Sarah Jeavons plays Sam, a young woman who is kidnapped by a couple of depraved killers, in this horror movie written and directed by Ursula Dabrowsky. Not to worry though, it's not long until Sam escapes their clutches. She escapes the trunk of their car, thanks to a combination of intelligence and a tyre iron, and ends up in a cabin in the middle of some woods. Of course. And can you guess who lives in that cabin? Yes, I think you may be one step ahead of me already. And we may all be a step or two ahead of Dabrowsky.
The more movies I watch, and I watch a LOT of movies, the harder it becomes to be harsh on a film like Inner Demon. I usually have a full conversation/argument with myself while writing the review, sometimes never coming to a final decision until I get to the very end. I think about how nothing in the movie is that bad, how there are so many worse movies out there, and how Dabrowsky has tried to give viewers something familiar, but with a twist. And then the rest of my brain starts to drown me out, because I am making excuses.
Inner Demon is a bad film. It may not be as bad as many other films, but that doesn't stop it from being a bad film. The cast have nothing to worry about, the acting from the main leads is consistently good enough, but they just can't elevate the material they have to work with. Indeed, I wish they'd been given more to do. Jeavons is asked to simply look scared and bleed for most of the runtime, while Kerry Ann Reid, Andreas Sobik, and Todd Telford are all irrational and agitated killers. There's no interesting dialogue between these characters, nothing to reveal anything more about them beyond convenient disagreements that move the plot forward.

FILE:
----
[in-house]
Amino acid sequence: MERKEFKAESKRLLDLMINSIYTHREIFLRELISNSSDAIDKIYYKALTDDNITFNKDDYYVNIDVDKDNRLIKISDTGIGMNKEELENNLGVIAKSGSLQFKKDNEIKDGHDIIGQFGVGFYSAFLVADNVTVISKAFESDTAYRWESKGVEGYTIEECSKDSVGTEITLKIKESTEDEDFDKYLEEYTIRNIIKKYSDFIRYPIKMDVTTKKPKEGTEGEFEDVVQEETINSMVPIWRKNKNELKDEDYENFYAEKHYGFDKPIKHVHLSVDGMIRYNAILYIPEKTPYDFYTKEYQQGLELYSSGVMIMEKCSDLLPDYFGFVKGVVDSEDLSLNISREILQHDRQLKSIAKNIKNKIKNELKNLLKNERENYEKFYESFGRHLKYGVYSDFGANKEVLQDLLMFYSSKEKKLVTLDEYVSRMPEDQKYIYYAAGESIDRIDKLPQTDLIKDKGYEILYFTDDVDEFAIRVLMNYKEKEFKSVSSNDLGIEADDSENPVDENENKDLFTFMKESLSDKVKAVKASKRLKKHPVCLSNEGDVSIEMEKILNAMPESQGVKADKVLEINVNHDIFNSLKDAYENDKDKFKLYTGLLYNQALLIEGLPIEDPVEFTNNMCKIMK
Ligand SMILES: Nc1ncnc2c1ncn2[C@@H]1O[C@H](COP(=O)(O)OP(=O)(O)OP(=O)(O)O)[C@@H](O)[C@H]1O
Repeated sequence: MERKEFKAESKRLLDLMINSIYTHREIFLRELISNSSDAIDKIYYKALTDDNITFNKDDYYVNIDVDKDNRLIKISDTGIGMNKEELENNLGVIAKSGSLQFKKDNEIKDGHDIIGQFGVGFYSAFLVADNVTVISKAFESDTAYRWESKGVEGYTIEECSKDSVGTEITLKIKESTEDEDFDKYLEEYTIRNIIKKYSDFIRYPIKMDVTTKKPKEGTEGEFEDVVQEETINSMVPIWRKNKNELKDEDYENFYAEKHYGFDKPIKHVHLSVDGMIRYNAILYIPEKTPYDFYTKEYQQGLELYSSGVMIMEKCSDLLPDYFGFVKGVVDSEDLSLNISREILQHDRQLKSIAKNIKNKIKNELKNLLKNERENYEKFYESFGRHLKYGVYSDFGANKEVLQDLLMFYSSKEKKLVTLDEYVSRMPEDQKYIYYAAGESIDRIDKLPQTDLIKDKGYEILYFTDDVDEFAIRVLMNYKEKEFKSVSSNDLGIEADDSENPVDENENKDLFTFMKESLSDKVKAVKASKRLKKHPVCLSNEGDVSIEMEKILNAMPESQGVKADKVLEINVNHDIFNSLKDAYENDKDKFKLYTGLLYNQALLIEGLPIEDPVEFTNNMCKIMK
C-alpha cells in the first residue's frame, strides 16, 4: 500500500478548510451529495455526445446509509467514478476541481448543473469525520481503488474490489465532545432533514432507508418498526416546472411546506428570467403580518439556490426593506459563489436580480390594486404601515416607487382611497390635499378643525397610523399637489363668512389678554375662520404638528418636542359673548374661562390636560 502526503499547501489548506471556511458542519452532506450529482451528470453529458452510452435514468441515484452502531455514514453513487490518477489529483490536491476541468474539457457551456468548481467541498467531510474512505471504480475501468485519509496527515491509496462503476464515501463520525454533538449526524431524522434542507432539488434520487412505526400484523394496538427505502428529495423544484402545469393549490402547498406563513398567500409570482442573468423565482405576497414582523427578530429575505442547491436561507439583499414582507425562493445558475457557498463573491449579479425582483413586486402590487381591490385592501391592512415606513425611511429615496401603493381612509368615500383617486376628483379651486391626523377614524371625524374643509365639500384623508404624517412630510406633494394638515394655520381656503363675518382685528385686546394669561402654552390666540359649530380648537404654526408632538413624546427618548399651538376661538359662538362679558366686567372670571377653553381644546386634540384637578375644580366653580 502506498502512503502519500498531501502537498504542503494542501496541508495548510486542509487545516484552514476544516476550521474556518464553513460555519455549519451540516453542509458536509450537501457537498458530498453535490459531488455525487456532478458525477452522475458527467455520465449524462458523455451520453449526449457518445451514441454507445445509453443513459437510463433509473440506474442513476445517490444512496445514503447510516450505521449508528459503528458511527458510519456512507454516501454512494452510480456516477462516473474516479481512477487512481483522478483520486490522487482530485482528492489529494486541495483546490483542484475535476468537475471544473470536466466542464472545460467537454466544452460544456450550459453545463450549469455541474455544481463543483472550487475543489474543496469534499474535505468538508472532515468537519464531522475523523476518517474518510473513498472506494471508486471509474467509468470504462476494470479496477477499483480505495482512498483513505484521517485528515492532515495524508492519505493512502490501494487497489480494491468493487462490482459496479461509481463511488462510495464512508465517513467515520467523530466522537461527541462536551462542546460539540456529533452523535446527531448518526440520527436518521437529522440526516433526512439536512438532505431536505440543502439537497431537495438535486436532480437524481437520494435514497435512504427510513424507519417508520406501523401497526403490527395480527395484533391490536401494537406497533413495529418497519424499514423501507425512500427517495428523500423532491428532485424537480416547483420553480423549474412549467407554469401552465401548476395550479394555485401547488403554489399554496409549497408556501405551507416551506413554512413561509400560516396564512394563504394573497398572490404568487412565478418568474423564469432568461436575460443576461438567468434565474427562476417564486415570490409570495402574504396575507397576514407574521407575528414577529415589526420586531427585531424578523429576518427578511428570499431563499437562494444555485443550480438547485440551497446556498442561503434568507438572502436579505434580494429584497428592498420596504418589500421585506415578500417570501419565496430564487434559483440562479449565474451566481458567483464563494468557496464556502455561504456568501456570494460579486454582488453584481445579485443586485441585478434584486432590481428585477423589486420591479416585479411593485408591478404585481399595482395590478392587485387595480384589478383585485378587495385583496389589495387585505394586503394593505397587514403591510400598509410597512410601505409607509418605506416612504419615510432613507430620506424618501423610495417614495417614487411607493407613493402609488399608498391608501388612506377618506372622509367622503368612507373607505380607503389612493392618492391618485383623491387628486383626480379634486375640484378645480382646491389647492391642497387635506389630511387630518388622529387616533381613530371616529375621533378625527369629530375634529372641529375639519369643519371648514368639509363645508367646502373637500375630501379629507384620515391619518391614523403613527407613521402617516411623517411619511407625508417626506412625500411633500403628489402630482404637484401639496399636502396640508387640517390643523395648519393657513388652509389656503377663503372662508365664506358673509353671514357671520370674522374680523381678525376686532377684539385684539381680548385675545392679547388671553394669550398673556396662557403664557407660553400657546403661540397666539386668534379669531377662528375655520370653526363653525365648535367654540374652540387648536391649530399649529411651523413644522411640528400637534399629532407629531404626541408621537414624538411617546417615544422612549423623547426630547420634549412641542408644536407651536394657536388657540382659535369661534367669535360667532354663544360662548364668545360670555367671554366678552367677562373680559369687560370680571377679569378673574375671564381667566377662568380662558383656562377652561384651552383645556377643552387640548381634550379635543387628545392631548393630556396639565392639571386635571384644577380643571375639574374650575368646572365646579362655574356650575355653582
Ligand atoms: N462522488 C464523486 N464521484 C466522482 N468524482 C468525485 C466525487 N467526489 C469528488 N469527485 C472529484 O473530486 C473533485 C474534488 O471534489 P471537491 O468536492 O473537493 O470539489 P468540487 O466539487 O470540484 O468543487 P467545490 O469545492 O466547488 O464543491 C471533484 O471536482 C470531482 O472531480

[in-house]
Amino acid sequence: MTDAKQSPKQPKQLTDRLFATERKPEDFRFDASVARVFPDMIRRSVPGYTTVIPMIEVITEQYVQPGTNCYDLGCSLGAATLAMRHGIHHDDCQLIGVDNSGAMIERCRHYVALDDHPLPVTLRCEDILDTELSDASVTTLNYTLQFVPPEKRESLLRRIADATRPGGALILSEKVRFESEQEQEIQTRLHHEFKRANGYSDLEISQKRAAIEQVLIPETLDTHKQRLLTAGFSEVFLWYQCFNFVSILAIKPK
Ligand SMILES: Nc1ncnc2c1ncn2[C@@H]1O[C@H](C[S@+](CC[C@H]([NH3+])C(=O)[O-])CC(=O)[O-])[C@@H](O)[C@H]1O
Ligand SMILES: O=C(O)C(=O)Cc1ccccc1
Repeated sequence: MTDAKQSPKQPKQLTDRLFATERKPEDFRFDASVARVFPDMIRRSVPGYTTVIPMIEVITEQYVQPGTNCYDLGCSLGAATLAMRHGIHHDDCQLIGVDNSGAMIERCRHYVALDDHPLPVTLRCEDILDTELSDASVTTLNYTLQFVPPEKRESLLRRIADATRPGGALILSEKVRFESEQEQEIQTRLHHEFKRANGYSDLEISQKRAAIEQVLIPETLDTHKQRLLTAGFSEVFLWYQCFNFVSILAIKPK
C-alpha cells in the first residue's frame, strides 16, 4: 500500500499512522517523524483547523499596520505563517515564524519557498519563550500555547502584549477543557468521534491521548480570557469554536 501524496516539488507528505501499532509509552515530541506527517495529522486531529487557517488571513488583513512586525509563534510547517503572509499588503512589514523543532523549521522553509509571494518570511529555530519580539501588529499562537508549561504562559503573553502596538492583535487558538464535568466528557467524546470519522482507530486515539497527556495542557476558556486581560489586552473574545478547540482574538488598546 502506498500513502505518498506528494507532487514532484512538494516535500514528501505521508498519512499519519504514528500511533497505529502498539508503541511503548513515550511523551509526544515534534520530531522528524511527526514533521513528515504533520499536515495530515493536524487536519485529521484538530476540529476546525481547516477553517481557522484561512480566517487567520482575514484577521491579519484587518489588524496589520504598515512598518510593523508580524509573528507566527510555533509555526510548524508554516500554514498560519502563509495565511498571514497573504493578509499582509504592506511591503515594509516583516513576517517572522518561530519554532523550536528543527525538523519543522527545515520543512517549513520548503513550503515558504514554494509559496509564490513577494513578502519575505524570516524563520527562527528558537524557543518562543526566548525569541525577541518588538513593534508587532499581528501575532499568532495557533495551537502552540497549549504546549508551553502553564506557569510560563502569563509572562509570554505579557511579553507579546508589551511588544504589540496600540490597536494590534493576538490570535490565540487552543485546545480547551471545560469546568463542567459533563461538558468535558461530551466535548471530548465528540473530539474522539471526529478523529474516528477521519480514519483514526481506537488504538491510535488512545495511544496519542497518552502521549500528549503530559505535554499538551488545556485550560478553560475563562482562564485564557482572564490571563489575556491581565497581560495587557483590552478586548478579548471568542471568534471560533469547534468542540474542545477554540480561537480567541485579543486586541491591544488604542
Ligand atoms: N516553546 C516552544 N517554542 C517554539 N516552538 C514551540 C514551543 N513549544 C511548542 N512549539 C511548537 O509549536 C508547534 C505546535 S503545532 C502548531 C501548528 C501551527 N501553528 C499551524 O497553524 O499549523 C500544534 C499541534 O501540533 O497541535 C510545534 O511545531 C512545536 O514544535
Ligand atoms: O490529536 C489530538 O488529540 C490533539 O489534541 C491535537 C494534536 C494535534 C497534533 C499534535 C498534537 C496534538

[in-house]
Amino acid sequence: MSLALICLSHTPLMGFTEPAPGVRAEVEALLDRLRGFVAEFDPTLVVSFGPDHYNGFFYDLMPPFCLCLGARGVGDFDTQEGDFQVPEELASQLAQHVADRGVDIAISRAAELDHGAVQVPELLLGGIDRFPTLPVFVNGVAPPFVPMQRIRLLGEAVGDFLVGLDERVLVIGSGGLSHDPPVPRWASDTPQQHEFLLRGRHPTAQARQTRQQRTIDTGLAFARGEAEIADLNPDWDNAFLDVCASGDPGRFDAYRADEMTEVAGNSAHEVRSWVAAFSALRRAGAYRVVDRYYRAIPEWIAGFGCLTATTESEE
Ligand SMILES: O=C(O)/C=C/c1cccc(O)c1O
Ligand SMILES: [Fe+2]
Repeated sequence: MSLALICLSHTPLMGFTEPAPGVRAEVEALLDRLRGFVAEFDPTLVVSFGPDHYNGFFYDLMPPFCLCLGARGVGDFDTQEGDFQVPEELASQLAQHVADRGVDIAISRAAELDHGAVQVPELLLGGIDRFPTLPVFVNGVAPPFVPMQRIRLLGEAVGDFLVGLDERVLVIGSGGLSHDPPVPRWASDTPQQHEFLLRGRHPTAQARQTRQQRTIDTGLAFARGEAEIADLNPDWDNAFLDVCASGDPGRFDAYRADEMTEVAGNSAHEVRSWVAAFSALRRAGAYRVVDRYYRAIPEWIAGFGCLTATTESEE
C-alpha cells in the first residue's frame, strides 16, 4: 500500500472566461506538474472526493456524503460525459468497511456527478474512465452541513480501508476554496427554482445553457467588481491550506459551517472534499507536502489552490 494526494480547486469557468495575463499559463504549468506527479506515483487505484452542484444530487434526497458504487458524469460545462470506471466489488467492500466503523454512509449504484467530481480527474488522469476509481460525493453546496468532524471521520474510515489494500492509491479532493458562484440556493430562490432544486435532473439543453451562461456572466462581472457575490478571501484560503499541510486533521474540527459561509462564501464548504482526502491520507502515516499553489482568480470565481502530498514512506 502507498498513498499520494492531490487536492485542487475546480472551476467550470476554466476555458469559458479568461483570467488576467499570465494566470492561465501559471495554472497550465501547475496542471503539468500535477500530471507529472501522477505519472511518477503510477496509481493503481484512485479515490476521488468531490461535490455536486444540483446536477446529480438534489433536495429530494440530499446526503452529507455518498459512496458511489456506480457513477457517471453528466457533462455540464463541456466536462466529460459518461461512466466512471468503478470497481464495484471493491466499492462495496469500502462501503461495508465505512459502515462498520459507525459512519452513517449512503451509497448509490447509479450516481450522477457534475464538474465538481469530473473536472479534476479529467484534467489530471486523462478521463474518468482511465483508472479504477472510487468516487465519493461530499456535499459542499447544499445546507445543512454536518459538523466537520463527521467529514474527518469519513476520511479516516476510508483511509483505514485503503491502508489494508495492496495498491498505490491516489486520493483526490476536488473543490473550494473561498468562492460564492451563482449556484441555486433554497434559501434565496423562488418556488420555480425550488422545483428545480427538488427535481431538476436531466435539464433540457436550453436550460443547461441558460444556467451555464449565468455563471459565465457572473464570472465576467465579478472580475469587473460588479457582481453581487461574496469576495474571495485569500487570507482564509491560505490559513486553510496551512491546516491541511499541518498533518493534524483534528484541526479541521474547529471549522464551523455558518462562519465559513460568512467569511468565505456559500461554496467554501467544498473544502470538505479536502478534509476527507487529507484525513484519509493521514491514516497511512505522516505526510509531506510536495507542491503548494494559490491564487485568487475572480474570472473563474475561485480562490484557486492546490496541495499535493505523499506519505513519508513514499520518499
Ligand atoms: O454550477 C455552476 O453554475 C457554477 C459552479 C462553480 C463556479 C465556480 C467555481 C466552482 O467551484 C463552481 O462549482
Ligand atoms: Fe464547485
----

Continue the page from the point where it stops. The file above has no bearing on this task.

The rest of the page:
You may think that Dabrowsky has instead spent her time focusing on making her movie as dark and tense as possible. Not so. This is a film that starts strong, despite some confusion in the editing department, before pulling back for an hour of nothing really interesting happening. There's some death, yes, but it's not actually interesting, mainly thanks to us having no interest in the characters who could live or die. There's also something brought in to the finale that allows this to be a bit different from many other movies about a captured potential murder victim trying to make their escape. Treated differently, with more woven throughout the rest of the script, this could have been a nice little addition. As it stands, it feels like something thrown in for the sake of it.
Although this is the second film from Dabrowsky, it feels as if she has maybe put herself in a holding pattern since her 2009 debut, Family Demons, which seems to have some overlap (but I am only going by the plot summary on IMDb here). I'm not in a rush to see her first movie, but maybe I'll get to it one day. In the meantime, perhaps those who have seen both can let me know if they feel as similar as I suspect they might.
I hope Dabrowsky tries something new with her next movie. Some may like this more than I did, but I doubt anyone will be clamouring for more of the same.